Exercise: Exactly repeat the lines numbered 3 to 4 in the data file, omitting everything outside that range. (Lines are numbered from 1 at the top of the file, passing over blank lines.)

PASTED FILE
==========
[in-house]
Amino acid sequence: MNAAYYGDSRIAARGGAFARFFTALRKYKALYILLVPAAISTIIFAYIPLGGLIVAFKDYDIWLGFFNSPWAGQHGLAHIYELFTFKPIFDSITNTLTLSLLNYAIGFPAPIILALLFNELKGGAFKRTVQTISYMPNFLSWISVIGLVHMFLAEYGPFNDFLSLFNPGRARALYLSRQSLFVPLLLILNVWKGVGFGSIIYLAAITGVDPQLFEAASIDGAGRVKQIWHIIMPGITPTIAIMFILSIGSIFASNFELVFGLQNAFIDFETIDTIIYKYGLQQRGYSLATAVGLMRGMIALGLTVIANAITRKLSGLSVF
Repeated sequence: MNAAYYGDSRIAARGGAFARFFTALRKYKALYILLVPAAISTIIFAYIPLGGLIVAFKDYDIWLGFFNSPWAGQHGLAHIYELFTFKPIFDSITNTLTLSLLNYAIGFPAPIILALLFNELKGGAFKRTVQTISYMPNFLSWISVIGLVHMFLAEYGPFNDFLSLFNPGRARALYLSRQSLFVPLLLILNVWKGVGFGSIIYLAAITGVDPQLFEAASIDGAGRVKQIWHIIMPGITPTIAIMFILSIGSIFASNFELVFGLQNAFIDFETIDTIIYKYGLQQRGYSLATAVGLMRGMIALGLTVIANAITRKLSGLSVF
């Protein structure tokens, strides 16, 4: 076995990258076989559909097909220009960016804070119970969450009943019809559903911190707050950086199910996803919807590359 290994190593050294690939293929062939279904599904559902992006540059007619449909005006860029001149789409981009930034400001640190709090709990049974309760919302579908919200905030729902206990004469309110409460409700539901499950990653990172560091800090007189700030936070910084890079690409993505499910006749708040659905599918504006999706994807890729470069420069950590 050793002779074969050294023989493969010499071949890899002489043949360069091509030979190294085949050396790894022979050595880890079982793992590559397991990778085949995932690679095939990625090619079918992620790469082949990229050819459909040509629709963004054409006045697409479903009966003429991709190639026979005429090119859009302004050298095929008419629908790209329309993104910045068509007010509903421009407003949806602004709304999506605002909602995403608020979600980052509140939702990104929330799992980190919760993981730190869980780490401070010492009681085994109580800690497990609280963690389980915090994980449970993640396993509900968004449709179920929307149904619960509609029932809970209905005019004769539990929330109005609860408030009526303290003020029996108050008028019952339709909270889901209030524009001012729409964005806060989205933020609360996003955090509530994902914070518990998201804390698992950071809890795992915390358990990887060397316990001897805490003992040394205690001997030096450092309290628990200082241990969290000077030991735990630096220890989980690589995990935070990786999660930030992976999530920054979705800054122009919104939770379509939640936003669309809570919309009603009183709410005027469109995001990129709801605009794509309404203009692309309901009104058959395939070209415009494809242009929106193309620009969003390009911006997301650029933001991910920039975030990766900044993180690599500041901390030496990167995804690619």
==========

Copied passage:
Repeated sequence: MNAAYYGDSRIAARGGAFARFFTALRKYKALYILLVPAAISTIIFAYIPLGGLIVAFKDYDIWLGFFNSPWAGQHGLAHIYELFTFKPIFDSITNTLTLSLLNYAIGFPAPIILALLFNELKGGAFKRTVQTISYMPNFLSWISVIGLVHMFLAEYGPFNDFLSLFNPGRARALYLSRQSLFVPLLLILNVWKGVGFGSIIYLAAITGVDPQLFEAASIDGAGRVKQIWHIIMPGITPTIAIMFILSIGSIFASNFELVFGLQNAFIDFETIDTIIYKYGLQQRGYSLATAVGLMRGMIALGLTVIANAITRKLSGLSVF
């Protein structure tokens, strides 16, 4: 076995990258076989559909097909220009960016804070119970969450009943019809559903911190707050950086199910996803919807590359 290994190593050294690939293929062939279904599904559902992006540059007619449909005006860029001149789409981009930034400001640190709090709990049974309760919302579908919200905030729902206990004469309110409460409700539901499950990653990172560091800090007189700030936070910084890079690409993505499910006749708040659905599918504006999706994807890729470069420069950590 050793002779074969050294023989493969010499071949890899002489043949360069091509030979190294085949050396790894022979050595880890079982793992590559397991990778085949995932690679095939990625090619079918992620790469082949990229050819459909040509629709963004054409006045697409479903009966003429991709190639026979005429090119859009302004050298095929008419629908790209329309993104910045068509007010509903421009407003949806602004709304999506605002909602995403608020979600980052509140939702990104929330799992980190919760993981730190869980780490401070010492009681085994109580800690497990609280963690389980915090994980449970993640396993509900968004449709179920929307149904619960509609029932809970209905005019004769539990929330109005609860408030009526303290003020029996108050008028019952339709909270889901209030524009001012729409964005806060989205933020609360996003955090509530994902914070518990998201804390698992950071809890795992915390358990990887060397316990001897805490003992040394205690001997030096450092309290628990200082241990969290000077030991735990630096220890989980690589995990935070990786999660930030992976999530920054979705800054122009919104939770379509939640936003669309809570919309009603009183709410005027469109995001990129709801605009794509309404203009692309309901009104058959395939070209415009494809242009929106193309620009969003390009911006997301650029933001991910920039975030990766900044993180690599500041901390030496990167995804690619």